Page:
We are always on the lookout for good performance value and as the writer who primarily features the Porsche 911 that isn’t always easy. At least pretty much all 911s provide nice performance, if not nice value! The go to for those looking has long been the 996TT, which for a while represented absolutely silly performance for the price. If you found one with the X50 package you could get supercar levels of performance for around $40K.
Those times have changed. The cat eventually was out of the bag and I guess enough people took notice that prices began to rise. With the air-cooled market rising as well that moved more buyers toward the later water-cooled models. Things haven’t exactly gotten out of hand, but with enough low-mileage examples available it’s pretty common to now see those X50-equipped models priced above $60K. Still good value, but there are other options not far away.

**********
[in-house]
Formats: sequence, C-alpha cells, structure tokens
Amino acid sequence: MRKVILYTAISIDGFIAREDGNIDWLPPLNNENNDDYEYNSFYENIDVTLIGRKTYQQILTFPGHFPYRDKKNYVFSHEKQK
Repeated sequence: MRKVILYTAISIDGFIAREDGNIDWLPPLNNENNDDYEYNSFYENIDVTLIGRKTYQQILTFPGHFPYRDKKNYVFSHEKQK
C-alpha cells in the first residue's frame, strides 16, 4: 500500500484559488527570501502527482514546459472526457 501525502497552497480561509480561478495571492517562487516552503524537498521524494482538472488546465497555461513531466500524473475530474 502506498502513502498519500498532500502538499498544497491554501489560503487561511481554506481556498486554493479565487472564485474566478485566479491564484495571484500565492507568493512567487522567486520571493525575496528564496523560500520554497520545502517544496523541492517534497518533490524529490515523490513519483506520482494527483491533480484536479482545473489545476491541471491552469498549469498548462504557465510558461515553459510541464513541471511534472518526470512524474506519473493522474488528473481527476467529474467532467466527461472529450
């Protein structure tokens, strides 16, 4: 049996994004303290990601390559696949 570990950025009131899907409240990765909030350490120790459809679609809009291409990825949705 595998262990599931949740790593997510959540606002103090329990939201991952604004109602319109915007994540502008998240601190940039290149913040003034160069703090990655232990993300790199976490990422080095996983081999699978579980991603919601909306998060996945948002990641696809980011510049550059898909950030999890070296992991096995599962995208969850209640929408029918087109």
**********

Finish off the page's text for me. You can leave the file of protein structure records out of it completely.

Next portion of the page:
Nonetheless, the search continues and here’s one that comes with a good price: a Seal Grey Metallic 2002 Porsche 911 Turbo Coupe, located in Arizona, with 6-speed manual transmission and 99,522 miles on it.
I wouldn’t necessarily have considered a white 911 GT3 to be one that would appeal much to me, but here I am with my second consecutive feature (third consecutive if we count the 996 GT3 RS). Of course, given unlimited options I doubt white is what I’d go for myself, but still I do think it’s a color that looks quite good on these cars. White and black are similar in the sense that both colors can look great when kept very clean. Allow them to dirty and, well, they just look unkempt and uncared for. So a clean one is nice to see. On the GT3 white gives it that wolf in sheep’s clothing look. I’ll admit that I do like the look better on the 997 than the 996, but still the one we see here, a 2005 Porsche 911 GT3 with just 24,100 miles on it, looks good.